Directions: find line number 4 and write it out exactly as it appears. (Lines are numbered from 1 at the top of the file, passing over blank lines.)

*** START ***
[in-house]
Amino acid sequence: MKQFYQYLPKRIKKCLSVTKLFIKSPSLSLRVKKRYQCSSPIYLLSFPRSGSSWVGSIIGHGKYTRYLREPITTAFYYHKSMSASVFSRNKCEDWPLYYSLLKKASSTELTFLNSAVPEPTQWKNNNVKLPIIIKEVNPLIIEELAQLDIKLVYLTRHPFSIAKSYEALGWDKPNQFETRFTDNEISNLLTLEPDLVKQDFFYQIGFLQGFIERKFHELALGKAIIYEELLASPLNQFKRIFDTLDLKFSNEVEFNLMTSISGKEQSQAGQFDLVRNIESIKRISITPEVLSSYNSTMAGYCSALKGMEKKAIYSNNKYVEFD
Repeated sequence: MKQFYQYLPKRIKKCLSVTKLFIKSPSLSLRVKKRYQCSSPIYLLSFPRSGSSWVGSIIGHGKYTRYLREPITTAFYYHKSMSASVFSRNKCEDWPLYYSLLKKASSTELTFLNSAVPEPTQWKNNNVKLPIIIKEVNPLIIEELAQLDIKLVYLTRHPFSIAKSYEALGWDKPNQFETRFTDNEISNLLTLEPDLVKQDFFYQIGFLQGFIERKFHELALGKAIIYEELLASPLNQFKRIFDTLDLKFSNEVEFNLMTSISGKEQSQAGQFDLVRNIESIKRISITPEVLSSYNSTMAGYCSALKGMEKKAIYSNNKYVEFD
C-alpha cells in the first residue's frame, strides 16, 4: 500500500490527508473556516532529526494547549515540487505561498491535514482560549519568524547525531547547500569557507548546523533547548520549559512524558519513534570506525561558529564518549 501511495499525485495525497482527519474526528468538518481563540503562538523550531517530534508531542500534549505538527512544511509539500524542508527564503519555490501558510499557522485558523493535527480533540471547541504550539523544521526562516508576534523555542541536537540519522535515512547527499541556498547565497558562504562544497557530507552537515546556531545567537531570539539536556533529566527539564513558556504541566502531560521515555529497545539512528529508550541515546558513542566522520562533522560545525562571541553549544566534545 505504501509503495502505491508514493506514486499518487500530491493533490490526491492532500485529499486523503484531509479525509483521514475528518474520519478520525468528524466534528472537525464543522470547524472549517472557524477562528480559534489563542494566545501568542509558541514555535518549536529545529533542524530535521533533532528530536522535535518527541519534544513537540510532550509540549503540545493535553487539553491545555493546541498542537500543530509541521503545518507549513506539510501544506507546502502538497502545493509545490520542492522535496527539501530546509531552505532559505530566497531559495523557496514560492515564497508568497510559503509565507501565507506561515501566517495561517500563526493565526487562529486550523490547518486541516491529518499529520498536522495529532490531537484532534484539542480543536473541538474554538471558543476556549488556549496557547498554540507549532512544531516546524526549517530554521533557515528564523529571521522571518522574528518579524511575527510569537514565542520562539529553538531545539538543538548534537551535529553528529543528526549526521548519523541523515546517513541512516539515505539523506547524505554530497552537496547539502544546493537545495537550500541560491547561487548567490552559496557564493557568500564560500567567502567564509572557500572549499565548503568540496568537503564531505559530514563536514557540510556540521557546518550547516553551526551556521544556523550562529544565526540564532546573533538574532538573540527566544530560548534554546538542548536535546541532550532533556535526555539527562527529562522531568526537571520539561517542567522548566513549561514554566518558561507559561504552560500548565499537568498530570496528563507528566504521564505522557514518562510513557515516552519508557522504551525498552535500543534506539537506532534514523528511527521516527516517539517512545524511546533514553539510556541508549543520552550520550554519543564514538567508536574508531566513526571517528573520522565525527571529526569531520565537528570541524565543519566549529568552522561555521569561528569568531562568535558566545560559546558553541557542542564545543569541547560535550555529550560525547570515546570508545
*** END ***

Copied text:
C-alpha cells in the first residue's frame, strides 16, 4: 500500500490527508473556516532529526494547549515540487505561498491535514482560549519568524547525531547547500569557507548546523533547548520549559512524558519513534570506525561558529564518549 501511495499525485495525497482527519474526528468538518481563540503562538523550531517530534508531542500534549505538527512544511509539500524542508527564503519555490501558510499557522485558523493535527480533540471547541504550539523544521526562516508576534523555542541536537540519522535515512547527499541556498547565497558562504562544497557530507552537515546556531545567537531570539539536556533529566527539564513558556504541566502531560521515555529497545539512528529508550541515546558513542566522520562533522560545525562571541553549544566534545 505504501509503495502505491508514493506514486499518487500530491493533490490526491492532500485529499486523503484531509479525509483521514475528518474520519478520525468528524466534528472537525464543522470547524472549517472557524477562528480559534489563542494566545501568542509558541514555535518549536529545529533542524530535521533533532528530536522535535518527541519534544513537540510532550509540549503540545493535553487539553491545555493546541498542537500543530509541521503545518507549513506539510501544506507546502502538497502545493509545490520542492522535496527539501530546509531552505532559505530566497531559495523557496514560492515564497508568497510559503509565507501565507506561515501566517495561517500563526493565526487562529486550523490547518486541516491529518499529520498536522495529532490531537484532534484539542480543536473541538474554538471558543476556549488556549496557547498554540507549532512544531516546524526549517530554521533557515528564523529571521522571518522574528518579524511575527510569537514565542520562539529553538531545539538543538548534537551535529553528529543528526549526521548519523541523515546517513541512516539515505539523506547524505554530497552537496547539502544546493537545495537550500541560491547561487548567490552559496557564493557568500564560500567567502567564509572557500572549499565548503568540496568537503564531505559530514563536514557540510556540521557546518550547516553551526551556521544556523550562529544565526540564532546573533538574532538573540527566544530560548534554546538542548536535546541532550532533556535526555539527562527529562522531568526537571520539561517542567522548566513549561514554566518558561507559561504552560500548565499537568498530570496528563507528566504521564505522557514518562510513557515516552519508557522504551525498552535500543534506539537506532534514523528511527521516527516517539517512545524511546533514553539510556541508549543520552550520550554519543564514538567508536574508531566513526571517528573520522565525527571529526569531520565537528570541524565543519566549529568552522561555521569561528569568531562568535558566545560559546558553541557542542564545543569541547560535550555529550560525547570515546570508545